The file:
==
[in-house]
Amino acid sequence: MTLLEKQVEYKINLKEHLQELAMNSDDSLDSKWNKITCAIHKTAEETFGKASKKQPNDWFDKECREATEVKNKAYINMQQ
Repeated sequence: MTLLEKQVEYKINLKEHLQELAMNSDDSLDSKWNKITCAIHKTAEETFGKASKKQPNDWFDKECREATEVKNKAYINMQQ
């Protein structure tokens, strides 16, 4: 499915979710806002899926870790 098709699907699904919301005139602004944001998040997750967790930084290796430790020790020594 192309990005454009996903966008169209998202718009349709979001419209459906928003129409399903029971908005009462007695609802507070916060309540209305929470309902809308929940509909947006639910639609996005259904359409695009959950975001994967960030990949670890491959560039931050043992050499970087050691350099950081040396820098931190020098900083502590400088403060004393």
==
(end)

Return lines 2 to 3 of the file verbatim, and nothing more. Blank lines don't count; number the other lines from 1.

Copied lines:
Amino acid sequence: MTLLEKQVEYKINLKEHLQELAMNSDDSLDSKWNKITCAIHKTAEETFGKASKKQPNDWFDKECREATEVKNKAYINMQQ
Repeated sequence: MTLLEKQVEYKINLKEHLQELAMNSDDSLDSKWNKITCAIHKTAEETFGKASKKQPNDWFDKECREATEVKNKAYINMQQ